In 1957 Pettit led the underdog Hawks as they took the mighty Celtics to a seventh game. In what many call the greatest game in NBA History, Bob scored 39 points, pulled down 19 rebounds, while also canning two free throws in the final seconds of regulation sending the game into overtime. The Celtics would prevail in two overtimes, 129-127. This was only the beginning.

Bob pettit and BIll Russell

1958 saw the same two teams battle for the Title. This time the series would go six games, with Bob Pettit pouring in 50 points in Game 6 (a record at the time) in the Hawks thrilling 110-109 series clinching triumph (Russell was hurt and would only play 20 minutes). This would be the only time, in the Bill Russell era, that the Celtics would lose a NBA Final (for a fuller look at Russell’s amazing Game 7’s click here). The two teams would again meet in the Finals in 1960 and 1961. The Celtics would win another 7-game Series in 1960, then only take five games to dispatch St. Louis in 1961. These would be Pettit’s last NBA Final appearances. He would retire following the 1965 season, that being the only campaign where he was not named to the All-NBA first team (he was a 2nd team selection that year).


When Bob Pettit ended his career after 11 seasons in 1965, he was the all-time leading scorer in NBA History, He was the second leading rebounder in the history of the league. He is currently 8th in Average Points per game, with a career 26.36 average. He is currently 3rd in average rebounds per game at 16.22 (behind Wilt Chamberlain and Bill Russell). He was first team all-NBA in 10 of his 11 seasons. He won a 2nd MVP award in 1959. The question comes up, why is Pettit largely forgotten today?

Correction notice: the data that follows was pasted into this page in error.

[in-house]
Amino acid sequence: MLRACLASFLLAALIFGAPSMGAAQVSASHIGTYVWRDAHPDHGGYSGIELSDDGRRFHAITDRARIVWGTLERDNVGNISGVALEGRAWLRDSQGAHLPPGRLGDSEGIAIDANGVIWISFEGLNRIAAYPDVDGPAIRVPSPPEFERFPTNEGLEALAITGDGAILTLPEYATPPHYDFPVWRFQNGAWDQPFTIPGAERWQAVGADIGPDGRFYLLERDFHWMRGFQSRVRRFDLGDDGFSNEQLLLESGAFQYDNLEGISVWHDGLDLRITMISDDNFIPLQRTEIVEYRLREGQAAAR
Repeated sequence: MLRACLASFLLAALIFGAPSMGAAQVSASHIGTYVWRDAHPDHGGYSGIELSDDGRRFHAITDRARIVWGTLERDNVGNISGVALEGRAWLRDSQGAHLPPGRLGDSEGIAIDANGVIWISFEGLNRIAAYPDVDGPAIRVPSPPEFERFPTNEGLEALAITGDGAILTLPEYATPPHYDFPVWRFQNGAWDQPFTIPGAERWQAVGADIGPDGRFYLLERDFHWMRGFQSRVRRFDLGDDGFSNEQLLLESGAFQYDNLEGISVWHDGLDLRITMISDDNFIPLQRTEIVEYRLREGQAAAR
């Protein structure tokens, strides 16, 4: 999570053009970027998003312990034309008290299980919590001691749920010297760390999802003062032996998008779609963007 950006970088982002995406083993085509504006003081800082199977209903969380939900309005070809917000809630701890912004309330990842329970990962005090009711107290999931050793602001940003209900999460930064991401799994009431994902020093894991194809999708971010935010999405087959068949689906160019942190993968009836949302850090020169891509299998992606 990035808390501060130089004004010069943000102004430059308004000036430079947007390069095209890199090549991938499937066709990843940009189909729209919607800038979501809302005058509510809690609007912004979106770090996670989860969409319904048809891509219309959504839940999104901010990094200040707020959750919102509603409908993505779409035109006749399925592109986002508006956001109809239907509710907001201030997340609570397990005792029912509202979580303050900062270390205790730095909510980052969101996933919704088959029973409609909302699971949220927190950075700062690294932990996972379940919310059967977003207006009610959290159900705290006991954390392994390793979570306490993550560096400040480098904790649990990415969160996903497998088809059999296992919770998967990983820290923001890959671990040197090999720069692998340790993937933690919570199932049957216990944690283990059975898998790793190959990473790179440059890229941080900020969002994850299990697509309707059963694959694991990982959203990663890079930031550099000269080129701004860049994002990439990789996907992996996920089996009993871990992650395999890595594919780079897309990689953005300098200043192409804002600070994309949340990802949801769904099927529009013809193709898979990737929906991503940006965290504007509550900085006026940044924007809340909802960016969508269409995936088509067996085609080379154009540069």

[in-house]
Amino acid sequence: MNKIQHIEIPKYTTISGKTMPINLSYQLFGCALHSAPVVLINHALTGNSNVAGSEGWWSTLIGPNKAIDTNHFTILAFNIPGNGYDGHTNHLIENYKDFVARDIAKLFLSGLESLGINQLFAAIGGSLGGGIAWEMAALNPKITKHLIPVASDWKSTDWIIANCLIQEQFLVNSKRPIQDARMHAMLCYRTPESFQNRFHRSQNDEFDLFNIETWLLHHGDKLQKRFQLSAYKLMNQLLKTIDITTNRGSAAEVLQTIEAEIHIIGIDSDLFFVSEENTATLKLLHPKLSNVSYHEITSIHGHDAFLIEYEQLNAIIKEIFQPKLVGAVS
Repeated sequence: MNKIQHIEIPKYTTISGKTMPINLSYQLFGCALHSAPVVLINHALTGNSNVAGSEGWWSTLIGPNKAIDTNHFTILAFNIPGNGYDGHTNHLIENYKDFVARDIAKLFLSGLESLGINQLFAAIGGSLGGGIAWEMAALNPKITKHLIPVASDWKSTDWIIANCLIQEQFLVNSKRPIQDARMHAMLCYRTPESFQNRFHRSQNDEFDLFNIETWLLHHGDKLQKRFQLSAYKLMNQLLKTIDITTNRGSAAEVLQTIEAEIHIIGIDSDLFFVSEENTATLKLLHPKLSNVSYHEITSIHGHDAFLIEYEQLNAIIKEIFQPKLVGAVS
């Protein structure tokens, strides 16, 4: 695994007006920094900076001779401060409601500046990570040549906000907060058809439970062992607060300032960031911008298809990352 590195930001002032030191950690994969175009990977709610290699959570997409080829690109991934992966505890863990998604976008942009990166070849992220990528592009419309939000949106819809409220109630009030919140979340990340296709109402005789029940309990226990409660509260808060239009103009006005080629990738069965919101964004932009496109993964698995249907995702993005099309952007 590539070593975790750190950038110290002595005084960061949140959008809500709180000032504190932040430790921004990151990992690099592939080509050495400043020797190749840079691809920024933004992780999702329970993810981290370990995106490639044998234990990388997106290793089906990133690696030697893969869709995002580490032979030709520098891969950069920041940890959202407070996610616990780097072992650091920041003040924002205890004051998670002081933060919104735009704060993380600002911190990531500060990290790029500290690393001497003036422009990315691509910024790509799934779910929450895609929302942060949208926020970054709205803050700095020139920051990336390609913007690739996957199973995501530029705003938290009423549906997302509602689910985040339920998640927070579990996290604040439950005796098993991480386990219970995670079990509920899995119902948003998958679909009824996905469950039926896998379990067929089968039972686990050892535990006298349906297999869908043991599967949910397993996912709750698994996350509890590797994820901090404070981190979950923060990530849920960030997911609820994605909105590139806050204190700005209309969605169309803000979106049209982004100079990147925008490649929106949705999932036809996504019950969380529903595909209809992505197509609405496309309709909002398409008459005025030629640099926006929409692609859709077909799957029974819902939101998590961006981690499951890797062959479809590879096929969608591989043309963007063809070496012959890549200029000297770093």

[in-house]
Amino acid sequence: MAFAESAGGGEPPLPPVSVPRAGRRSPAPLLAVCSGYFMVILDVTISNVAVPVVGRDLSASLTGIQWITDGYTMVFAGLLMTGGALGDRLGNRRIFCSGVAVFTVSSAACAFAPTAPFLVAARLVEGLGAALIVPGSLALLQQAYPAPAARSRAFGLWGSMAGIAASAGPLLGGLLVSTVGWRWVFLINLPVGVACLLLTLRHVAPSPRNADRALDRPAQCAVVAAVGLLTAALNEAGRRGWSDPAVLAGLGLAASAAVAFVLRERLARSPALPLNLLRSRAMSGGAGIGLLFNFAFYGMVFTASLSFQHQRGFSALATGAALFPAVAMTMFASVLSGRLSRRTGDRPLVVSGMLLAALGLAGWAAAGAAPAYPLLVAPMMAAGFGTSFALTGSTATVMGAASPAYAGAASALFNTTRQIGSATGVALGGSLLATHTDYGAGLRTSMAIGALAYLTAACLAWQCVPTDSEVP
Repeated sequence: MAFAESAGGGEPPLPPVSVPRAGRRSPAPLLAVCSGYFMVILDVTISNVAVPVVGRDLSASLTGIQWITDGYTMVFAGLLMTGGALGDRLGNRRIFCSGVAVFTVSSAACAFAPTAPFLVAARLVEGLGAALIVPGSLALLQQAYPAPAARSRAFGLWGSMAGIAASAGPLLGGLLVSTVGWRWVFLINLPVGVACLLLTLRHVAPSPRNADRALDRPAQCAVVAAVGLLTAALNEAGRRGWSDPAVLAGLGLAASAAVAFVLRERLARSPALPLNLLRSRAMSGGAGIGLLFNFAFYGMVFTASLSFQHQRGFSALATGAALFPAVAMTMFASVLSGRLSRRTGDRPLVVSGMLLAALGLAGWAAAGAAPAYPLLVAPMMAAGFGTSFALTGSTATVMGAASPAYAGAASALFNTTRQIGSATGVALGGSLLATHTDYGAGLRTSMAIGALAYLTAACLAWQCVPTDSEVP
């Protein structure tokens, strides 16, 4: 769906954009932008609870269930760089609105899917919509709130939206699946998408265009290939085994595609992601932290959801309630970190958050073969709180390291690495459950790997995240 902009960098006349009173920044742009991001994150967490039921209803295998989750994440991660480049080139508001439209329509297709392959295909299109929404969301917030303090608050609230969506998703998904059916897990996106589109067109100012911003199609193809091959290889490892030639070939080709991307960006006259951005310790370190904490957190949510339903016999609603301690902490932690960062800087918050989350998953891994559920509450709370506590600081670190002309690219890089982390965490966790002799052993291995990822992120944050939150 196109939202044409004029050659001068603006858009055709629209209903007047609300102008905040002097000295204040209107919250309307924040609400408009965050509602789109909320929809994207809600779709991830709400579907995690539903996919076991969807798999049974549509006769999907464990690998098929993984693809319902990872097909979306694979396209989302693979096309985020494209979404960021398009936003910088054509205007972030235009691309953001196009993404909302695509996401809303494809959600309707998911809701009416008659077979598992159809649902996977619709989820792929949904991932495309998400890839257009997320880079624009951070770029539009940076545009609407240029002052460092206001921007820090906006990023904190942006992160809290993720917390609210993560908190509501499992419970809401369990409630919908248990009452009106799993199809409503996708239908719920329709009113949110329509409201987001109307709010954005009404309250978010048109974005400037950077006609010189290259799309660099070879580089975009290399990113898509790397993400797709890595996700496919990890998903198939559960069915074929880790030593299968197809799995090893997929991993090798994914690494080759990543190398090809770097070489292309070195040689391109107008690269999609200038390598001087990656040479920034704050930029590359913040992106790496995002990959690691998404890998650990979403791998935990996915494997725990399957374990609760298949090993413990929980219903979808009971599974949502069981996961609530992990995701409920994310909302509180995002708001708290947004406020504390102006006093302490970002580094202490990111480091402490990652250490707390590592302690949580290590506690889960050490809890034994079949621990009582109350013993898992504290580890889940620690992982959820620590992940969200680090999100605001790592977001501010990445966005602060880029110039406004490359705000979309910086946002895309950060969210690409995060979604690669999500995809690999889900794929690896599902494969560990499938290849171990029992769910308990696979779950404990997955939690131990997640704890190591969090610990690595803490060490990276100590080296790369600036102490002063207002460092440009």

1. The two players who replaced him as the best player in the NBA in the late 50s and early 60s (Russell and Chamberlain) were clearly better.
  2. The NBA exploded in popularity right after he retired in 1965.
  3. He played for the St. Louis Hawks, a franchise that left St. Louis in 1968. There are very few old time St. Louis Hawk fans to tell young people about how great Bob Pettit was.
  4. There is very little good film available today to show off his exploits.


So the question now is, how good was Bob Pettit? Was he the greatest forward of all time?


Let’s compare his numbers to the other contenders:


PPG     RPG APG  Titles Finals  MVP Top3


19.3     10.9 3.0        5 6 2       5 Tim Duncan

25.0     10.1 3.6        0 3 2       5 Karl Malone

27.2       8.6 7.2        3 8 4      10 Lebron James

24.3     10.0 6.3        3 5  3 8 Larry Bird

24.2       8.5 4.2       1 3   1 3 Julius Erving*

27.4     13.5 4.3        0 6  0 3 Elgin Baylor


26.4     16.2 3.0        1 4  2 5 Bob Pettit


*Julius Erving won 3 ABA Titles and 3 ABA MVP

Stat wise, only Lebron James betters Pettit, as for helping his team win championships you must remember that Pettit only played 11 seasons, so his 4 Final appearances is not as low as it seems.


On the down side; when Pettit entered the league the game did not have anywhere near the athletes that would come along later. He only had an 11 year career.


Answering the first complaint; at the time he retired he was competing against Chamberlain, Russell, Oscar Robertson, Elgin Baylor, and Jerry West. These are players who are consistently rated in the Top 20 of all time (See where we rate them all here). As for the 2nd, there was not much money to be made for players in the NBA in the 1960s. Pettit went into banking after his playing days ended. He did very well, culminating in owning his own financial consulting firm, from which he retired in 2006.


Is Bob Pettit the greatest forward of all time?   No; Lebron James is clearly better, but as for the other forwards listed… Pettit is in the argument. Let’s keep him in the discussion. But most importantly lets remember him.